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Minneapolis by Elizabeth Weir

In Jeune Lune's hands, Tartuffe is as much high drama as comedy

In Theatre de la Jeune Lune's impassioned playing of one of Moliere's greatest comedies, Tartuffe, there is plenty of fun, but in this adaptation by David Ball a dark urgency tugs at the play, lending it a poignancy that held the house mesmerized on opening night.

First class acting, subtle direction, a fine set and the play's discomforting plot make Jeune Lune's Tartuffe as spellbinding as a deadly snake charmed from its basket.

Religious hypocrisy, zealotry and absolutism underpin the story of Tartuffe. Wealthy Orgon is a good man who lives like an ascetic in a sparsely furnished but grand house. He is convinced that the erstwhile vagrant Tartuffe is a man steeped in pious devotion. Tartuffe has ingratiated himself and his two henchmen into Orgon's home and has so convinced Orgon and his elderly mother of his religious fervor that Orgon no longer makes any decisions without first consulting Tartuffe. The schemer plots to seduce Orgon's beautiful wife, Elmire, and to steal everything that Organ owns. Orgon, blinded by his absolute zeal for Tartuffe, inadvertently helps him at every turn. Everybody else in the household is acutely aware of Tartuffe's blatant hypocrisy, but they cannot open Orgon's eyes.

Tartuffe is commonly played as broad satirical comedy, but under Dominique Serrand's direction, Moliere's masterwork feels more like political drama and a metaphor for the seeming piety in our present public life.

The play has a structural problem in that Tartuffe does not appear on stage until well into the action. Although much witty discussion takes place between Orgon, Dorine, a clever servant and Cleante, Orgon's brother-in-law, the play did not grip me until Tartuffe stepped on stage.

Dominique Serrand plays Orgon as a man at peace with his certainty. He wears a beatific smile as he listens to his brother-in-law's arguments against Tartuffe and, in a nice moment, brushes away the troublesome conversation as though it were a mere fly. It is as though Orgon is hypnotized by his devotion to Tartuffe. Serrand captures the aristocrat's sense of his own saintliness in gesture and bland facial expression, whether he is dismissing his wife's headache, being flagellated by Tartuffe's servants, or forcing his young daughter into a cruel marriage.

I found Steven Epp's muscular Tartuffe deeply unsettling as he insinuates himself into the lives of Orgon's household. Tartuffe uses self-flagellation (well, of a sort), ceremony and tortuous arguments to manipulate others. His desire for Elmire is sanctified by God, he explains, and he forgives her for her attractions. In the superb seduction scene with Elmire, complete with a bitten-into red apple, Epp's Tartuffe creeps imperceptibly towards her, a snake preparing to strike. In fine physical playing, Tartuffe affects the dramatic position of crucifixion whenever he's criticized and, in a tableau-like moment, his two henchmen and Orgon cradle him, as though he is Christ, being taken from the cross.

Strong acting hallmarks this production. As Elmire, Sarah Agnew is beautiful and dignified, even as she is suffering violation in order to reveal Tartuffe's true nature to her unseeing husband. Barbra Berlovitz plays feisty Dorine, an articulate servant who sees straight and talks straight to her master. She delivers zingers like, "Gossip is God's way of controlling behavior," and "God needs more self-confidence." Maggie Chestovich froths on stage as Mariane, Orgon's youthful and petulant daughter, and Richard Iglewski is Cleante, his sensible but ineffective brother-in-law.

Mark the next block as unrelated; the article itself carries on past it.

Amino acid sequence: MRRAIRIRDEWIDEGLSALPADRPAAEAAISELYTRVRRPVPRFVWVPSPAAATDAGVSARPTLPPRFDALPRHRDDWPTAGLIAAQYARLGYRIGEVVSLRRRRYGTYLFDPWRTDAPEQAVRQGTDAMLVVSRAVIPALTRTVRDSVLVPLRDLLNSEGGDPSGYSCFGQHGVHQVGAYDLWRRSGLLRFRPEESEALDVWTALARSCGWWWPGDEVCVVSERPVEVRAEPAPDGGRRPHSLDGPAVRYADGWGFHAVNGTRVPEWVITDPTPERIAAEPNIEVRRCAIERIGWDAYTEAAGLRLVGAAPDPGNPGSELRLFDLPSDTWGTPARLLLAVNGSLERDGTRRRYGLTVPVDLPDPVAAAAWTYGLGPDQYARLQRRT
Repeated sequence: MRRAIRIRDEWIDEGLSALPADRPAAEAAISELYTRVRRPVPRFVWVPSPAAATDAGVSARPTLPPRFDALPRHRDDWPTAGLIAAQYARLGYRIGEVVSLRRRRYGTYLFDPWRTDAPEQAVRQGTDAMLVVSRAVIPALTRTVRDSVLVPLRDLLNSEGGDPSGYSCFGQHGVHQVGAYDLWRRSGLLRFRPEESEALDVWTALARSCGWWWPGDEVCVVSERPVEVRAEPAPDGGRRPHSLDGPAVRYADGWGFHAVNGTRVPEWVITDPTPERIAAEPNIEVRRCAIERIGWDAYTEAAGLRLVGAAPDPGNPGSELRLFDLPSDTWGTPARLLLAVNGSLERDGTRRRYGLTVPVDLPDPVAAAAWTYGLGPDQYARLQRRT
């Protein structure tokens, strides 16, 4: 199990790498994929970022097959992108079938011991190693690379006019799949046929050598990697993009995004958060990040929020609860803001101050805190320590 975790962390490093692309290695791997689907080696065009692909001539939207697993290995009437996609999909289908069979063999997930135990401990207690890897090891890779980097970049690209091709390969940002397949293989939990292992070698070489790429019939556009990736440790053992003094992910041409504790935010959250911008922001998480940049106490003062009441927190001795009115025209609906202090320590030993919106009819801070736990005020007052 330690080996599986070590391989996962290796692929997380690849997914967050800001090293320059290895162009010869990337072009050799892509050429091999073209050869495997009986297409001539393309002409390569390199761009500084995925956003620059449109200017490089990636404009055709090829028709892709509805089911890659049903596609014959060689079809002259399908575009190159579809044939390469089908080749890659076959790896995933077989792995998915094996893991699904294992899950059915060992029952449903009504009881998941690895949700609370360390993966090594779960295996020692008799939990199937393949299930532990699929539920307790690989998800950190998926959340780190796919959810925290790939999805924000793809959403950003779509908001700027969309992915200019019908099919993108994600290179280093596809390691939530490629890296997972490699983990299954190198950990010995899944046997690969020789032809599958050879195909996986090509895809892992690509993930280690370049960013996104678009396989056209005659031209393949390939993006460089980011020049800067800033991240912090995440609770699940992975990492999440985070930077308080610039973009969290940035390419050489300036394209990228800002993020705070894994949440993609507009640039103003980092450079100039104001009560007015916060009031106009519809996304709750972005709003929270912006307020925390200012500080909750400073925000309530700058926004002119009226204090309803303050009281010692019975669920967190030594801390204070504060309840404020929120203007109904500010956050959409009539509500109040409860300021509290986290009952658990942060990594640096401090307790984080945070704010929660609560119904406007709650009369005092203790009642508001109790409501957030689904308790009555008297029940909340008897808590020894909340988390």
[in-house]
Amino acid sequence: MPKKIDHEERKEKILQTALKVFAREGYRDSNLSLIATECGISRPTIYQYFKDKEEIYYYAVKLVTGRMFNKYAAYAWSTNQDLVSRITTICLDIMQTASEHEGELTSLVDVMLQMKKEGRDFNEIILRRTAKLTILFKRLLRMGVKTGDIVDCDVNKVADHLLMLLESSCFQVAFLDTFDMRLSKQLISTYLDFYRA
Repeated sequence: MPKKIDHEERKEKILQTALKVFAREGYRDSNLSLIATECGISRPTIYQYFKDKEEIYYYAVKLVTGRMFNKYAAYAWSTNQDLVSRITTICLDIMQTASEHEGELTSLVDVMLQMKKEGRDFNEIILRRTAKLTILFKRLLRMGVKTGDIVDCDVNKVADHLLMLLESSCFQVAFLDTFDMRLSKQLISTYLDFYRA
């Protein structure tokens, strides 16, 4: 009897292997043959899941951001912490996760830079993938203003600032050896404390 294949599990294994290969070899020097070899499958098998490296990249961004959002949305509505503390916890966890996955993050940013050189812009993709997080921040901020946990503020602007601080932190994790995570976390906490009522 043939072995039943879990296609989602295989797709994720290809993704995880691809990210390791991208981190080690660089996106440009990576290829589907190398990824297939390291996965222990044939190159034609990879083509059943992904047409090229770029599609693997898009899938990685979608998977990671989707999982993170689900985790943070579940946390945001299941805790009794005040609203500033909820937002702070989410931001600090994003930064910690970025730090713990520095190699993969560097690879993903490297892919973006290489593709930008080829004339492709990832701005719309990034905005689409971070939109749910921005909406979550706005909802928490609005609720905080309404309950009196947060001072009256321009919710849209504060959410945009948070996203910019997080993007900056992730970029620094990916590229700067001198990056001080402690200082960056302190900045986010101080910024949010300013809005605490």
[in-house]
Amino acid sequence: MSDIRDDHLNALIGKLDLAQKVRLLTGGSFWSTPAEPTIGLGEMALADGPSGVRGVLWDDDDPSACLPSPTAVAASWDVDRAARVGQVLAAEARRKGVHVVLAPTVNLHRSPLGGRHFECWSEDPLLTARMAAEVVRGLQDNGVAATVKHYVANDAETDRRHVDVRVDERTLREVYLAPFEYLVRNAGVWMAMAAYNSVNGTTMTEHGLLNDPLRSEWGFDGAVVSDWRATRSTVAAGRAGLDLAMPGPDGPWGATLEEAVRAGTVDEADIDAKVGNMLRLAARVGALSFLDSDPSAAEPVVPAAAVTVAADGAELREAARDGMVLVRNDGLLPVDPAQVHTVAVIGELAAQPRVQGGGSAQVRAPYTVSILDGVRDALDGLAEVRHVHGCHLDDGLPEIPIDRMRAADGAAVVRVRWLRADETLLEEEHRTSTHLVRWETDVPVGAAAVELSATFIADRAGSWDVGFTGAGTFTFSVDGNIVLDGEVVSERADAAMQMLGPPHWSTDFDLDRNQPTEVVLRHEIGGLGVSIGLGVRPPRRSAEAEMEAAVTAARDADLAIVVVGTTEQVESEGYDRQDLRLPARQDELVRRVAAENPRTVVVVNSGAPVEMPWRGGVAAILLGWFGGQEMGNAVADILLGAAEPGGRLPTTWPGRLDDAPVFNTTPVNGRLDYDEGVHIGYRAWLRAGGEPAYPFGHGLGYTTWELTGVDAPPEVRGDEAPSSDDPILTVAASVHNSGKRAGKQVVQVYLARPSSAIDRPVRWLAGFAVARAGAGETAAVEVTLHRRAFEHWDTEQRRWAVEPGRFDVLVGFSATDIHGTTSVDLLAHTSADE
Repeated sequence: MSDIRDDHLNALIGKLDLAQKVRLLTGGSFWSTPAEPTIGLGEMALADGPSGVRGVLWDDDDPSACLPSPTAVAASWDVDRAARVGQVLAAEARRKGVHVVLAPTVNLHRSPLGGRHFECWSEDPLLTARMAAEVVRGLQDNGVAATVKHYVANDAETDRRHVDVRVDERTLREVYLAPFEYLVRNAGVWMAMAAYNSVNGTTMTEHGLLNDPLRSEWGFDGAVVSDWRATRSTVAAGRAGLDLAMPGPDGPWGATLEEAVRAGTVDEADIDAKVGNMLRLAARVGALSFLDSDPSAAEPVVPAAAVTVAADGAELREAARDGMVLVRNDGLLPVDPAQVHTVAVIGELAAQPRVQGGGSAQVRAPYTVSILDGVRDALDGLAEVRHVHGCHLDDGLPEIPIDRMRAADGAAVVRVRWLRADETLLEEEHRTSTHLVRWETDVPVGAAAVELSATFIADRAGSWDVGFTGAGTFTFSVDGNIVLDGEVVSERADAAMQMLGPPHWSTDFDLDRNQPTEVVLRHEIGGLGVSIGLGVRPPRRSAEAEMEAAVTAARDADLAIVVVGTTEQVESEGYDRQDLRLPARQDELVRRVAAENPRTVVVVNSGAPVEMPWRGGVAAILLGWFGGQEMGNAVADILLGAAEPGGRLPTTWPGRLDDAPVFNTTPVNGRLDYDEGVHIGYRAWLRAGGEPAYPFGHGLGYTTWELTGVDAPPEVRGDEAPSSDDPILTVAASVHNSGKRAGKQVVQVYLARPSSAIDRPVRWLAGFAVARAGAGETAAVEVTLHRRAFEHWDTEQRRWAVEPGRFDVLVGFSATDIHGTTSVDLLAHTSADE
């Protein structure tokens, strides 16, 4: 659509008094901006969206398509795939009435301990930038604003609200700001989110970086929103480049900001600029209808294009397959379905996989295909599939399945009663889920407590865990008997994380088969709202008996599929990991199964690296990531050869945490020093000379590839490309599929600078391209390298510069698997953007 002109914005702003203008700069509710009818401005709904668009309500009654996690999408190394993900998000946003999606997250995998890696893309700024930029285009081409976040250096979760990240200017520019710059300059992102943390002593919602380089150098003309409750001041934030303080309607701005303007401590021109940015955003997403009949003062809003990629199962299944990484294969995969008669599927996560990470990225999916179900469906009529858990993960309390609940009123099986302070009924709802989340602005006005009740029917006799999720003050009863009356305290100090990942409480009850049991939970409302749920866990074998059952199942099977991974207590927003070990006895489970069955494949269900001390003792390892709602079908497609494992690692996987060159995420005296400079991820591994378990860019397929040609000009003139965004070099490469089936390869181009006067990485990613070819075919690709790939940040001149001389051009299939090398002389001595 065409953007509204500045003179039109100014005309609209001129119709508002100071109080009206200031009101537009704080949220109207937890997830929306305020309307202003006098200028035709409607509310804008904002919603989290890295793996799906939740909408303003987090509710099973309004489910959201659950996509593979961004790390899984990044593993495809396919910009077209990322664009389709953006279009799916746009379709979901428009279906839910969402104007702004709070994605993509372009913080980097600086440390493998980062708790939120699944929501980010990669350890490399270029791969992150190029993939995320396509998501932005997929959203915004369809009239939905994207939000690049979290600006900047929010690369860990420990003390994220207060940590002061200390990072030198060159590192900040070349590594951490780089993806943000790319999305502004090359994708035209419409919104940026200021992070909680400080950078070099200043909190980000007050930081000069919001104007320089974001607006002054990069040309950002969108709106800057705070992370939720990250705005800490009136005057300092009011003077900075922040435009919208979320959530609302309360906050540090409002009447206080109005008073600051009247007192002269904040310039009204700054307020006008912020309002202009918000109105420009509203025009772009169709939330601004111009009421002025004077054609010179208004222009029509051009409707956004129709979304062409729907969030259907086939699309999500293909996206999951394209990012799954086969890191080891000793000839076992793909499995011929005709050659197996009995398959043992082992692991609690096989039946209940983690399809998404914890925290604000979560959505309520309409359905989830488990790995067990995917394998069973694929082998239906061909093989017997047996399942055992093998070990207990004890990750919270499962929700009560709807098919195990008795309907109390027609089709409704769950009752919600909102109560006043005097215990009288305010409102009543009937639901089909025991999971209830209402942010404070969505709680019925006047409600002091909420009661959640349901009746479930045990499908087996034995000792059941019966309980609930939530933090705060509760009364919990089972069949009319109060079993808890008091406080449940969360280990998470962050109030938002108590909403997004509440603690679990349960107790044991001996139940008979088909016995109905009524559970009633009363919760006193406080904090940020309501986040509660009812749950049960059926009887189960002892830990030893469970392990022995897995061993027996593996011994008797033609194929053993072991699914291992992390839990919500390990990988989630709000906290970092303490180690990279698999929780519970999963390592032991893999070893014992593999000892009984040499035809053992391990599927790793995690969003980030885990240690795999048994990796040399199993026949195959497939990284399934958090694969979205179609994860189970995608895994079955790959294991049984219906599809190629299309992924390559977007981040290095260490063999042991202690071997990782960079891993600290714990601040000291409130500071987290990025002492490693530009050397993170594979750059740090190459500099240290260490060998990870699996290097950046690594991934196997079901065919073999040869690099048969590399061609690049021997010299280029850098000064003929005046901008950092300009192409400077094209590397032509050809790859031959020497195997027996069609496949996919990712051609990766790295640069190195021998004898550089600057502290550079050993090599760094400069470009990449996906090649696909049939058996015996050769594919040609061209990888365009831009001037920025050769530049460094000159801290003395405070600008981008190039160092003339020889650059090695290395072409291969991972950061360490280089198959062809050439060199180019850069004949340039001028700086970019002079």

Stephen Cartmell, Jim Lichtscheidl, Barbara Kingsley, Nathan Keepers and Anna Lawrence round out the capable cast of main players.

Small details in Serrand's direction deepen this Tartuffe, things like the irresistible church music that pervades the house whenever Tartuffe is about his invasive business; the self-denial of a meager boiled egg that Orgon eats for his supper; Tartuffe's physical affectation of martyrdom; kneeling Orgon's open-armed gesture of giving all that he has; the misused iconography of a silver cross earring and a cross charcoaled into the sideburns of Tartuffe's chief henchman (Nathan Keepers;) the awful irony of Orgon's weak accusation, "That monster!" when he, himself, was the instrument of the monster.

Serrand designed the spacious room of the set, with its classical lines and noble proportions, and through the generous windows, Marcus Dilliard's lighting shades the moods of the play.

Ball's adaptation stays true to the part rhyming iambic pentameter, but mostly prose form of Moliere's Tartuffe, and just when my ear began to anticipate the "devotion" that must chime with "emotion," "need" with "intercede," the form drops back into comfortable vernacular.

Sonya Berlovitz's costumes set this Tartuffe in Moliere's 17th century, yet the play feels modern and startlingly relevant. If only we had Moliere's neat deus ex-machina ending to rescue us from current troubles.

The whole adds up to a particularly fine Tartuffe. Dare I say, "brilliant?"

Tartuffe running in repertory with The Miser, October 21 December 17, 2006. Thursdays - Saturdays 8:00 p.m., Sundays 1:00 p.m. and 7:00 p.m. Call for play rotations. Theatre de la Jeune Lune, First Street, Minneapolis. Tickets: $30. Call 612-333-6200 or www.jeunelune.org.


- Elizabeth Weir



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